An Interesting Experience at Jr. Orange Bowl

Discussion in 'Junior League & Tournament Talk' started by db10s, Dec 15, 2012.

  1. db10s

    db10s Hall of Fame

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    Let me start off by saying this: I lost by a lot.... It was one of those things where you kind of are left standing there saying to yourself "what just happened?"
    Here's my list of dumb excuses and whatnot.

    I didn't play with the intensity that I usually do.... My first serve was good but my second was mediocre at best. Another issue I had was staying in the rally, the speed of the hard courts was throwing me off. I let him get in my head to much. He is a fast paced player who will serve even if he has only one ball, and continued to yell at me for taking my 90 seconds on the changeovers (I never take that long, I only took that long in order to make him upset... ) and also for wanting a ball in my pocket on my first serve. He continued to act like he had no clue how to speak english... I later found out he was swearing perfecting fine in english on the other side (away from where the ref was). It was an interesting match, not something I would like to see again, but I know I will play more people like him.... Overall it was a good learning experience.

    Comments, tips, constructive criticism, etc... are welcome, and I want to hear what you have to say.
     
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  2. coaching32yrs

    coaching32yrs Semi-Pro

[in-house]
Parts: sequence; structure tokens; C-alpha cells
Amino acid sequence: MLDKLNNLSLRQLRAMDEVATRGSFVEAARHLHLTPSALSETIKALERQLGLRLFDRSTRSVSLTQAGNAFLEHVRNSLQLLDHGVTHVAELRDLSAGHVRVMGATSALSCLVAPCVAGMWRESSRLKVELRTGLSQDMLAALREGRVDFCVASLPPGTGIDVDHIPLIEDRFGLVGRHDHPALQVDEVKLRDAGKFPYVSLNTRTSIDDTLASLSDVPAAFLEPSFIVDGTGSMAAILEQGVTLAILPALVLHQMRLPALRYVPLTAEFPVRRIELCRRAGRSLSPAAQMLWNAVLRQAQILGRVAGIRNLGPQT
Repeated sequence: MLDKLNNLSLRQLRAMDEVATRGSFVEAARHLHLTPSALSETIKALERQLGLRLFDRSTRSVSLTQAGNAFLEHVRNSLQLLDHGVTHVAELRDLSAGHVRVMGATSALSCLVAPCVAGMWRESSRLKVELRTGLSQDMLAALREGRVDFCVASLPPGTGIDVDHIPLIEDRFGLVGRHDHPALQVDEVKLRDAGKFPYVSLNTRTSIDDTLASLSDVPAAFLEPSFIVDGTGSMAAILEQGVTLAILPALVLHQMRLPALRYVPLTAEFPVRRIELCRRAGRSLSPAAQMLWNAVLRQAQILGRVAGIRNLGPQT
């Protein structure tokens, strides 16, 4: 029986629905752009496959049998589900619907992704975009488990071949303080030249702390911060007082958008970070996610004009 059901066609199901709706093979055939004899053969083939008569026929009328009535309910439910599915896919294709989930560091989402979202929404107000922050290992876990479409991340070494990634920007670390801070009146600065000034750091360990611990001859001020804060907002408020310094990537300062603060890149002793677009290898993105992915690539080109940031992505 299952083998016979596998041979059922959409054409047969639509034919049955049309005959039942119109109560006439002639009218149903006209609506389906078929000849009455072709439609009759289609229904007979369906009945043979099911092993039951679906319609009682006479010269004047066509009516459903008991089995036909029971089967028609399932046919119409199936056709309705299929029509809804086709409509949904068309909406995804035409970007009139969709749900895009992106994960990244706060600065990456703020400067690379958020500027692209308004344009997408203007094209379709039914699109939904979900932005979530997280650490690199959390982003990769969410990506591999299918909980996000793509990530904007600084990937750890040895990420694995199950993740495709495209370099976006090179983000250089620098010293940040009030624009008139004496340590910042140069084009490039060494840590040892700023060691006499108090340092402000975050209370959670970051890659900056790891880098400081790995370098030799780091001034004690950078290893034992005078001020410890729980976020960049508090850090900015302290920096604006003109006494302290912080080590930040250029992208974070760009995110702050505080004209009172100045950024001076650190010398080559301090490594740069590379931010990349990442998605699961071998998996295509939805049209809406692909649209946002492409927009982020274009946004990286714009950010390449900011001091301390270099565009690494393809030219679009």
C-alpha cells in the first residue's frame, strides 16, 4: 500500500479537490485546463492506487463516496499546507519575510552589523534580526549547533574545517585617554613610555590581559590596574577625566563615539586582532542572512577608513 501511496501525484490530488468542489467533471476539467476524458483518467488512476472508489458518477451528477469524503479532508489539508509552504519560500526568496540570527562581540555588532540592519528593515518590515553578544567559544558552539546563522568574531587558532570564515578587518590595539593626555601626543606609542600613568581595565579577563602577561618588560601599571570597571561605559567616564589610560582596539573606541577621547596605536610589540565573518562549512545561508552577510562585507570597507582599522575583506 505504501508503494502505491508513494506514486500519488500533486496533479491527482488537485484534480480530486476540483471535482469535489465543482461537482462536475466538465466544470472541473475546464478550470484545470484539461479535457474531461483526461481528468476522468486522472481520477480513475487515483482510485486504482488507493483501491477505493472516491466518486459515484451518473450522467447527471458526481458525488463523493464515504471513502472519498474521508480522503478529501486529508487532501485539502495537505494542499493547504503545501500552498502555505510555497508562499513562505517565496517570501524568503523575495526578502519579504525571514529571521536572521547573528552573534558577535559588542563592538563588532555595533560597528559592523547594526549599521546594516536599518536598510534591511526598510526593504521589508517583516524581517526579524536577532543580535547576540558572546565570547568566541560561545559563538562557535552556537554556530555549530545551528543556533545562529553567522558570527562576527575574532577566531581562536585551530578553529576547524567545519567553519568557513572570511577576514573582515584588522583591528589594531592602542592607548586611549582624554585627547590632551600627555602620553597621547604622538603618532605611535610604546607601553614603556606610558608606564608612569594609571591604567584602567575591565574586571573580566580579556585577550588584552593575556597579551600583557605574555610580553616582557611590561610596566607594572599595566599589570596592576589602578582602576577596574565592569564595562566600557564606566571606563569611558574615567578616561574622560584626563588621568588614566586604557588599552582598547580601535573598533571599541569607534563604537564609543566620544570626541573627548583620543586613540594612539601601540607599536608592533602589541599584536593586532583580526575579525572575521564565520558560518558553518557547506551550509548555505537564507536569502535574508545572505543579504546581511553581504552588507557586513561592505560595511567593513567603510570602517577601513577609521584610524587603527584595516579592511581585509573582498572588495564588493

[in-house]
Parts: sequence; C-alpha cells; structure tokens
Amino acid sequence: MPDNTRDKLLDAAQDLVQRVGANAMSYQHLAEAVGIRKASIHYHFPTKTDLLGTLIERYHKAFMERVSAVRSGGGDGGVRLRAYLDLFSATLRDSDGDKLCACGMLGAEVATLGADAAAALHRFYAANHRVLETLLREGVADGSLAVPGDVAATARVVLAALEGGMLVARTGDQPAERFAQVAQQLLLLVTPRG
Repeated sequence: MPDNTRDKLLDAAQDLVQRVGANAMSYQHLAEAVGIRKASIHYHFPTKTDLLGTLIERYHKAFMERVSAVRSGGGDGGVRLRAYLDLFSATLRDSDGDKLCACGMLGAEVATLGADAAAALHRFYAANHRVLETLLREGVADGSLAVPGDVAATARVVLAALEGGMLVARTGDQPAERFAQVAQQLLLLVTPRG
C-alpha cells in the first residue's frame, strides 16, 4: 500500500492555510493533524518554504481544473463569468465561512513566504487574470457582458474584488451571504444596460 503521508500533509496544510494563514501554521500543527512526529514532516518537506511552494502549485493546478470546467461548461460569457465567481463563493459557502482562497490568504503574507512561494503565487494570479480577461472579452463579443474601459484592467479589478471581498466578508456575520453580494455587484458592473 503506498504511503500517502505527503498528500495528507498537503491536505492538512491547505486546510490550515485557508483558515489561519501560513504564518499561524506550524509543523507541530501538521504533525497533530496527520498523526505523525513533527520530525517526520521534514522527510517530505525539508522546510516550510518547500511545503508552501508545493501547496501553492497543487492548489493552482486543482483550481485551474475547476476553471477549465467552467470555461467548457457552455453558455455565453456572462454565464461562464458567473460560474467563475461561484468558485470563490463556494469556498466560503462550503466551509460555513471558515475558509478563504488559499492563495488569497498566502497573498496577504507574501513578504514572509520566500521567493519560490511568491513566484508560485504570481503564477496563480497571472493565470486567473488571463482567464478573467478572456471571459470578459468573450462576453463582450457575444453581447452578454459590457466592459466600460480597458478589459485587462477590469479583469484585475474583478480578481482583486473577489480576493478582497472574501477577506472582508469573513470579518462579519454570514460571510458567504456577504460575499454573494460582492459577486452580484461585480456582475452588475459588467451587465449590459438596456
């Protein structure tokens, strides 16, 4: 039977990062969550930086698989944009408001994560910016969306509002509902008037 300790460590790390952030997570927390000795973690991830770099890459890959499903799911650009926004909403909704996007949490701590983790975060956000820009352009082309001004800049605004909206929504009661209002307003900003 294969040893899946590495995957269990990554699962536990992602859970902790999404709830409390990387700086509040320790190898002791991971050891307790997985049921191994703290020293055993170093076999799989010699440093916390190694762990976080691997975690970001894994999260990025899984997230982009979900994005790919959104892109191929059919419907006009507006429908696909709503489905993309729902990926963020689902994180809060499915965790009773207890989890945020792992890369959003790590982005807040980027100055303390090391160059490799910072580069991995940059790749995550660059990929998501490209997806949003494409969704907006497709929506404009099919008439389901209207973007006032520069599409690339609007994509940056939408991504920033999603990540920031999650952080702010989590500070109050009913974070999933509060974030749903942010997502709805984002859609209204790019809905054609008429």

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    Good job of post match analysis. You are well on your way. You know exactly what went wrong. What did you know about the opponent going in? Had you seen him play? Did you ask around about him? What was the game plan? Did you follow it? If you know nothing about a player you can formulate a game plan during the warm-up or use a generic game plan and make adjustments based on what is going on. You need to focus on your game plan and have a clear understanding of what is going on in the match. If it becomes about his antics and you react emotionally to them you cannot play well.
     
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  3. Chemist

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    Congratulations for playing the Orange Bowl! Your opponent may be a much better player or he might just have an unbelievable day. Did somebody your coach or your parent track the match? If they did, you would know much better how you lost. If he had 20 more winners and 30 more forced errors and hit many aces, then you get beat by a much better player. If you lost by committing too many unforced errors, then you should feel better and you would have a chance of beating him next time by working on more consistent attacks. You did notice your two weaknesses: weak 2nd serves and staying in a point. You can work on your 2nd serves by adding more spins, speed, and better ball placement. You may improve your fitness, hitting harder (and changing pace and/or spin), keeping balls deep or better angles to win more long rallies. You will be playing more foreign players in ITF or ATP, so just need to get used to your opponent speaking the language you don't understand or doing things that are abnormal in US. You may need to hurry up and get ready when he is serving, but when you serve, take your time bouncing balls more and toss and catch balls 3-4 times and use your towel between every point to get him frustrated (this is legal). Hope this helps a little.
     
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  4. Chemist

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    Great tips! It's really tough to play a guy who we never saw or never heard about. I agree its so important to make adjustment to a game plan based on what the opponent does and try best to stay calm to recognize his playing style and weakness - is he an aggressor or a really good pusher; where he likes to serve, T or outwide, which side is weaker, fore hand or back hand; he hates the net.... Yes mental toughness is key....